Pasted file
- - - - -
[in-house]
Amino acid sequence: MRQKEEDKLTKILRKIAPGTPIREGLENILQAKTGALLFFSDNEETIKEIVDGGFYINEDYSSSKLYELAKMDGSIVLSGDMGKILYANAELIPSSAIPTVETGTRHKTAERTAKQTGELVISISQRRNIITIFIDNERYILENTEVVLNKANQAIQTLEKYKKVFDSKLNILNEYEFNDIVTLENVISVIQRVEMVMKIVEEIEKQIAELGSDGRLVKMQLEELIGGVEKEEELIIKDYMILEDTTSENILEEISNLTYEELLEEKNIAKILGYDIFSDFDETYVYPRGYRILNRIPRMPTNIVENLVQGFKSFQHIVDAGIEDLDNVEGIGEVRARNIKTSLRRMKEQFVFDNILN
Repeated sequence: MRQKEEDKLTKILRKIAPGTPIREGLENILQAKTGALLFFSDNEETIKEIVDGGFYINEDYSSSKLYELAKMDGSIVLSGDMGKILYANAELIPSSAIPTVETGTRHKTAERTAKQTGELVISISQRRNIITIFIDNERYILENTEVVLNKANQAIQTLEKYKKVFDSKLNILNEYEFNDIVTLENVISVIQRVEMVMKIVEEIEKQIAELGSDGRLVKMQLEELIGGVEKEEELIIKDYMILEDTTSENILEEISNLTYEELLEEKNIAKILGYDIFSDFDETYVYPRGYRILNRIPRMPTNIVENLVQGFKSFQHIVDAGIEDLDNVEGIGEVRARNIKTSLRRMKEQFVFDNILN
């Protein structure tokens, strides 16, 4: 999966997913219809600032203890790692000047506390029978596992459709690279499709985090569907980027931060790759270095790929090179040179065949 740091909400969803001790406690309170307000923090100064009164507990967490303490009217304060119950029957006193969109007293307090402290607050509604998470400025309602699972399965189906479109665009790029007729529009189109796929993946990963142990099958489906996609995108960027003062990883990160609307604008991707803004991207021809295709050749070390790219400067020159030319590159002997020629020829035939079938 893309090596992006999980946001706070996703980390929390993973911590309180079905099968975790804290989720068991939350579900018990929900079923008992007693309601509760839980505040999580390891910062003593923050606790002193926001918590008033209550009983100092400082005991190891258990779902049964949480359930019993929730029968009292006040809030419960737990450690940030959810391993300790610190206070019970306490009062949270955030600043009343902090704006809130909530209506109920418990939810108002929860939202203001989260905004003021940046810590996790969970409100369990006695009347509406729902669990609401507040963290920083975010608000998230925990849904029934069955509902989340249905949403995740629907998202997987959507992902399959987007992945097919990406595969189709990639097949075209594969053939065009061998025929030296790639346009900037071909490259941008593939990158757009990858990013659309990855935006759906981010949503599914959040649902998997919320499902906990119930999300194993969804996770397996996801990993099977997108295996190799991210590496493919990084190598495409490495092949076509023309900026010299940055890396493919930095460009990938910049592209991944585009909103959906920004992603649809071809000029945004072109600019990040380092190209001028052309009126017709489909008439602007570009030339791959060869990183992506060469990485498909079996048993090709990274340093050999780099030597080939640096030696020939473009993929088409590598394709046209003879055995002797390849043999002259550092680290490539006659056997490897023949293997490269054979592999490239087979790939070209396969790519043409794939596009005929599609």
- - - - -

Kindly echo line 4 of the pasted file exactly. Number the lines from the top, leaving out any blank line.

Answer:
């Protein structure tokens, strides 16, 4: 999966997913219809600032203890790692000047506390029978596992459709690279499709985090569907980027931060790759270095790929090179040179065949 740091909400969803001790406690309170307000923090100064009164507990967490303490009217304060119950029957006193969109007293307090402290607050509604998470400025309602699972399965189906479109665009790029007729529009189109796929993946990963142990099958489906996609995108960027003062990883990160609307604008991707803004991207021809295709050749070390790219400067020159030319590159002997020629020829035939079938 893309090596992006999980946001706070996703980390929390993973911590309180079905099968975790804290989720068991939350579900018990929900079923008992007693309601509760839980505040999580390891910062003593923050606790002193926001918590008033209550009983100092400082005991190891258990779902049964949480359930019993929730029968009292006040809030419960737990450690940030959810391993300790610190206070019970306490009062949270955030600043009343902090704006809130909530209506109920418990939810108002929860939202203001989260905004003021940046810590996790969970409100369990006695009347509406729902669990609401507040963290920083975010608000998230925990849904029934069955509902989340249905949403995740629907998202997987959507992902399959987007992945097919990406595969189709990639097949075209594969053939065009061998025929030296790639346009900037071909490259941008593939990158757009990858990013659309990855935006759906981010949503599914959040649902998997919320499902906990119930999300194993969804996770397996996801990993099977997108295996190799991210590496493919990084190598495409490495092949076509023309900026010299940055890396493919930095460009990938910049592209991944585009909103959906920004992603649809071809000029945004072109600019990040380092190209001028052309009126017709489909008439602007570009030339791959060869990183992506060469990485498909079996048993090709990274340093050999780099030597080939640096030696020939473009993929088409590598394709046209003879055995002797390849043999002259550092680290490539006659056997490897023949293997490269054979592999490239087979790939070209396969790519043409794939596009005929599609």